Sunday, June 23, 2013

A Good Idea

Rules Change Sought to Permit Encryption of Emergency Communications:
The FCC is inviting public comments on a proposal from a Massachusetts ham to amend the Part 97 Amateur Service rules to permit the encryption of certain amateur communications during emergency operations or related training exercises. On June 7 the FCC accepted for filing a Petition for Rulemaking http://apps.fcc.gov/ecfs/document/view?id=7022424684 (RM-11699) from Don Rolph, AB1PH, and put it on public notice. It will remain open for comment until July 8. Rolph petitioned the Commission in March to suggest an additional exception to §97.113, which currently prohibits "messages encoded for the purpose of obscuring their meaning."
At this time, ham radio operators are only allowed the use of encryption in satellite uplinks or to control remote devices. As noted above, "encoding" ham transmissions to "obscur{e} their meaning" are prohibited. This has caused problem during emergency and disaster response when hams could not transmit, for example, patient medical data, due to HIPAA requirements.   I would imagine that, following something like the Boston Marathon bombing, there may have been a point when law enforcement might be in a position where hams would be the quickest way to get critical intel out, but the fact that anyone with half a C-note can go to Radio Shack and get a scanner that would let them play Junior NSA would cause them to reconsider.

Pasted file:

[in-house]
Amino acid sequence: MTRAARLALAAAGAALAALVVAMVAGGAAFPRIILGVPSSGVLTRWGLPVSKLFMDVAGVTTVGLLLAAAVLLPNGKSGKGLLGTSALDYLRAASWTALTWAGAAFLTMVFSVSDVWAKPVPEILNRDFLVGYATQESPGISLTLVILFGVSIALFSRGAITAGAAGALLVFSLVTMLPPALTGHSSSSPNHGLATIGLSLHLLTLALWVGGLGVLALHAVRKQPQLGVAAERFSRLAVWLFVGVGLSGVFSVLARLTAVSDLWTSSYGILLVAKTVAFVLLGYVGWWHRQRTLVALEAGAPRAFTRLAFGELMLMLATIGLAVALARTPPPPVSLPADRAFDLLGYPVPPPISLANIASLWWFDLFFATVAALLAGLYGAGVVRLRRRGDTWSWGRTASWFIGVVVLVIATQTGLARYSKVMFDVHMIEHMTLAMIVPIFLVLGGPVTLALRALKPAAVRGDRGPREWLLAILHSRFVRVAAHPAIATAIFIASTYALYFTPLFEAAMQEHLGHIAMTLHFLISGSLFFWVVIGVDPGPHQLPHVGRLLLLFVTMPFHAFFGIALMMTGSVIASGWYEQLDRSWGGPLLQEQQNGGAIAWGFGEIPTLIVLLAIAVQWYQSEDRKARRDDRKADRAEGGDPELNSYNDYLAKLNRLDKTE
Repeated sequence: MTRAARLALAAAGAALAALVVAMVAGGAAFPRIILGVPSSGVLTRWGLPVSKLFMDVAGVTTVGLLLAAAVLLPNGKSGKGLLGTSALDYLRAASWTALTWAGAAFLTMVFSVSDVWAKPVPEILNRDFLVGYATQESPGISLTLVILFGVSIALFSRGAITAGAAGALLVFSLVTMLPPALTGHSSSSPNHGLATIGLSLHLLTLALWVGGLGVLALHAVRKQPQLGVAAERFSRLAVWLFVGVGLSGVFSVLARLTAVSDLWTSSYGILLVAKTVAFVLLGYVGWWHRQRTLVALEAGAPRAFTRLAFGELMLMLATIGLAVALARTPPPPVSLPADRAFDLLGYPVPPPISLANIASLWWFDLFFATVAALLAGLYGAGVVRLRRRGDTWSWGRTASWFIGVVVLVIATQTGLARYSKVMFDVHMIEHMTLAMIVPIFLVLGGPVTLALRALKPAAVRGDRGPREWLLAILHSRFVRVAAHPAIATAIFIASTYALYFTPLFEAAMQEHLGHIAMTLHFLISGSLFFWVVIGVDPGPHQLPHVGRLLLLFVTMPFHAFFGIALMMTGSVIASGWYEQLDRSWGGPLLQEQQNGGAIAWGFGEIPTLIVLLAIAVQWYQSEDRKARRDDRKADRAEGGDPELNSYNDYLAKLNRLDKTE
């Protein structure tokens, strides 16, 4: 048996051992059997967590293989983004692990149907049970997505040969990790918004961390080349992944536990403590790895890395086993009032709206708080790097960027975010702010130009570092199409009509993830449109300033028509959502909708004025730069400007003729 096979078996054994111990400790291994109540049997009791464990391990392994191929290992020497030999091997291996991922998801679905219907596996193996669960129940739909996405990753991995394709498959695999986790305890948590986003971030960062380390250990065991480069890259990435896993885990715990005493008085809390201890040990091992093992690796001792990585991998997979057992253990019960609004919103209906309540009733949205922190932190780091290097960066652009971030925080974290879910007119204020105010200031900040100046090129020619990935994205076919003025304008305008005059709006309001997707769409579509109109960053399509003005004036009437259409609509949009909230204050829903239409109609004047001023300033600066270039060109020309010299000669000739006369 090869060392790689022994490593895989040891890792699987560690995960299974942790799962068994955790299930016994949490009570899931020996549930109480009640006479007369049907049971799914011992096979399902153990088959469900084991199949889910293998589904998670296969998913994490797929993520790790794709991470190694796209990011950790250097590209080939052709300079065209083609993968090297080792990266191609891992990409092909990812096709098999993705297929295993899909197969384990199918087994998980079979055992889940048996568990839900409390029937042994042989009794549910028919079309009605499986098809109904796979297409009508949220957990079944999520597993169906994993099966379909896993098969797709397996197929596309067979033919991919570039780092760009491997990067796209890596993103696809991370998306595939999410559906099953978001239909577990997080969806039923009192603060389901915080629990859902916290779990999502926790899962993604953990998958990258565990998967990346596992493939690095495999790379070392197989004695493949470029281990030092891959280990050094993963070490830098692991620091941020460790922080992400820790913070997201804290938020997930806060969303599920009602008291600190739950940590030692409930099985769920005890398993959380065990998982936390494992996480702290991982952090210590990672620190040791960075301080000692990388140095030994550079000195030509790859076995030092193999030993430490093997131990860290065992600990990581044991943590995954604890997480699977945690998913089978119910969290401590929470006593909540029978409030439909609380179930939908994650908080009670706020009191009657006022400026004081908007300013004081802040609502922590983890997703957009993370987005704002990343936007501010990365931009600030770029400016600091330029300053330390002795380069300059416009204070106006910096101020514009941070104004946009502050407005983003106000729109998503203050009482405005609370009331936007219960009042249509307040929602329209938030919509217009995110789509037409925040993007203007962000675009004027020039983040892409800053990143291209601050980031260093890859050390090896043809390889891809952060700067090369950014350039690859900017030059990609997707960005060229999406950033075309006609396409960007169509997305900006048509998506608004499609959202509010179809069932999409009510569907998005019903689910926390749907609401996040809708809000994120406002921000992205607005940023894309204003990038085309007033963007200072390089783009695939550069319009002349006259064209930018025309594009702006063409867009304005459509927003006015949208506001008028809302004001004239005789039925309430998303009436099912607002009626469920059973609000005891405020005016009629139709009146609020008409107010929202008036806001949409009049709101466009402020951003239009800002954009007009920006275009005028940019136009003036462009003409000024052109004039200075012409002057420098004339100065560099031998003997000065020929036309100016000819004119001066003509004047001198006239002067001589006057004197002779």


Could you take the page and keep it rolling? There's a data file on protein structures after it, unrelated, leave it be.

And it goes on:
Lots of nay-saying in the comments to this post on eHam. "Slippery Slope"!  And, from a Commonwealth ham, "International Aggreements!"

Look, the ham radio community in the USA has been largely self-policing for years. It should not be a complicated matter to write a small change to the rules that would allow this.  And maybe we'll never need it, but would you rather Gramma die because the only people available to transmit critical information in the aftermath of an emergency or disaster were hams, and no one asked them?

1 comment:

Fake Dan Lyons said...

I disagree. Please see http://hams.com/encryption/ for my argument.

- Bruce Perens K6BP